Roman Amphorae: a digital resource

University of Southampton, 2005 (updated 2014)

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https://doi.org/10.5284/1028192
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University of Southampton (2014) Roman Amphorae: a digital resource [data-set]. York: Archaeology Data Service [distributor] https://doi.org/10.5284/1028192

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Agora G199



Agora G199

Courtesy of Bodrum Museum of Underwater Archaeology
Donald Frey

Distinctive Features

This type of amphora is known as the Agora G199 (Robinson, 1959: 43 Pl. 8); Mau 27/28; Ostia forma 631 (Panella, 1973: 474-6 Fig. 34); Zemer no. 41 (1978: 52); Mid Roman Amphora 4 (Riley, 1979: 186-7); Nea Paphos Type 3 (Hayes, 1991: 91-92); Pinched-handle amphora (Leonard, 1995: 144-5); Dyczek, 2001: 160-3 Type 22. It is named after its distinctive short and right-angled handles, which are grooved and pinched from the sides. At first the vertical handle bar is longer than the horizontal one - later specimens are similar in length horizontally and vertically. The body is short and cylindrical with a distinctive elongated toe, sometimes with a 'mushroom' cap. The neck is short and cylindrical, and the rim gently everted. Early versions have a longer neck and longer handles, while later types have shorter necks and handles. The later types also seem to lose the distinctive mushroom-cap at the base. The relationship of this classical type to the version current in the late third and fourth centuries AD (as Robinson, 1959: 75 no. L11 Pl. 16; 106 no. M239 Pl. 28) needs to be clarified (cf. Slane, 2004: 36); according to Hayes (1991: 91) the latter amphorae "clearly emanate from a different source".
See characteristics

Date Range

The earliest securely dated examples are from Pompeii, therefore pre-dating AD 79. The type was most common in the second century on Cyprus; it occurs in the destruction layer of the House of Dionysos, which is now thought to have occurred at the latest in AD 225 (Hayes, 1997). It is represented in a deposit at Corinth with amphorae most likely discarded between about AD 250 and 280 (Slane, 2004: 364-6). The late version (Robinson 1959, M 239) occurs in a Tetrarchic context at Corinth with a date no earlier than AD 292 (Slane, 1994) and in an early fourth century context in the Athenian Agora (Robinson, 1959, M239). A coin struck by Maximinus Daia 2 (AD 304-310) was discovered at the Syedra kiln site where such amphorae were produced (Rauh, 2004: 330). It is not known for how long the latter version of the form persisted, but it was superseded by the Late Roman 1 Amphora at some point in the fourth century AD.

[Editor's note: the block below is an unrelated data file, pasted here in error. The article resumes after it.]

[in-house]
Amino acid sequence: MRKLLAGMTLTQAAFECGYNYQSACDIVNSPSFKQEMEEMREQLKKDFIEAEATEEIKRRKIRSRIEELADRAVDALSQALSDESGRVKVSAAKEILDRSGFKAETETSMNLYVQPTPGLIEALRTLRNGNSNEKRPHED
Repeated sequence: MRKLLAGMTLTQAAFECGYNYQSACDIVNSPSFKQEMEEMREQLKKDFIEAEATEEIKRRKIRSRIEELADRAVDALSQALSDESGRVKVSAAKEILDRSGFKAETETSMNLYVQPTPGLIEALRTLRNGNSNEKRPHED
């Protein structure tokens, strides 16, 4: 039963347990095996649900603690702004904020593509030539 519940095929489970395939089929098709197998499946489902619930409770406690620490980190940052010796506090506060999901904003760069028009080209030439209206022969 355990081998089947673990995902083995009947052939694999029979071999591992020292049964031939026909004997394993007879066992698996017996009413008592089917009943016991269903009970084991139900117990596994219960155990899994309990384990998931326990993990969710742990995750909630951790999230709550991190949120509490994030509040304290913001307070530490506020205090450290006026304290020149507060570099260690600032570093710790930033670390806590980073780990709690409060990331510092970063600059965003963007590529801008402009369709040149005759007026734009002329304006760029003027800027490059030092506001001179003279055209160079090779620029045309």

Search: [1st century AD] [2nd century AD] [3rd century AD] [4th century AD]

Origin

Kiln sites have been discovered in Rough Cilicia: at Anemurium (Williams, 1989: 90-5), and at Biçkici (Rauh & Slane, 2000; Rauh, 2004). An example of the late version (Robinson M239) has been found at the kiln site at Sydra, likewise in Rough Cilicia (Rauh, 2004: 330). No kilns have been found in Cyprus, but a source in the island was first proposed by Hayes (1977) and supported by Lund (2000a). One of six groups distinguished through X-ray diffraction at Paphos was tentatively related to a local workshop. No origin was suggested for the other groups (Daszkiewicz et al, 1997).
Search: [Cyprus] [Eastern Mediterranean] [Western Asia Minor]

Distribution

Mainly distributed in western Cyprus, Rough Cilicia and at Marina al-Alamein in Egypt. Found in smaller yet not negligible quantities in the western Mediterranean, the Aegean and in the Pontic region. The distribution seems to mirror that of Cypriot Sigillata (Lund, 2000).

Most frequent in western Cyprus, especially at Nea Paphos, and in Rough Cilicia. An important find of complete examples was made at Marina el-Alamein in Egypt (Daszewski et al., 1997). Zemer (1978: 52) reports a complete example found at Atlit. Other vessels have been found at Caesarea, Sidi Khrebish (Libya), the Athenian Agora, Corinth, Crete and at Ephesus (Bezeczky, 2004a: 87), etc. This type makes up between 1.3 and 2.7% of the imported eastern amphorae at Ostia (Panella, 1986: 622 Figs. 2-3), and constitutes between 5 and 8% at Brindisi (Auriemma & Quieri, 2004: 49); it is also present in Pompeii and occurs in some quantities in the Adriatic (Auriemma & Quieri, 2004: 49). Finds are apparently more sporadically in the Black Sea region (Abadie-Reynal, 1999: 263; Dyczek, 2001). For a distribution map and references to more find spots, see Lund (2000b: 570-1 Figs. 3-4); more occurrences listed by Auriemma & Quieri (2004: 49 Note 11).
Search: [Black Sea] [Crete] [Cyprus] [Egypt] [Greece] [Italy] [North Africa] [The Levant] [Western Asia Minor] [Western Mediterranean]

Contents

Two late examples were lined with a black resinous substance, suggesting wine as the contents (Lund, 2000b with reference to Robinson, 1959: L11 and M234). Also, olive oil and other agricultural products (Leonard, 2005: 897).

The available information on capacity shows great variation and needs to be analysed carefully. Stated capacities range from 19.3 litres (Alpözen et alli., 1995: 75) to over 36 and 45.8 litres (Dyczek, 2001: 161) to 53 litres (Zemer, 1978: 52).
Search: [Olive Oil] [Wine]

Comments

Principal contributor: John Lund

Classification

Dyczek 2001
Mid Roman Amphora 4
Nea Paphos 3
Ostia 631
Pinched Handle amphora
Zemer 41

CEIPAC link

The following link will take you to the Centro para el Estudio de la Interdependencia Provincial en la Antiguedad Clásica CEIPAC database. In the CEIPAC system this amphora has the ID KE51+BYZ. Note: access to CEIPAC requires registration, which is possible via http://ceipac.ub.edu/corpus_reg.php?IDM=e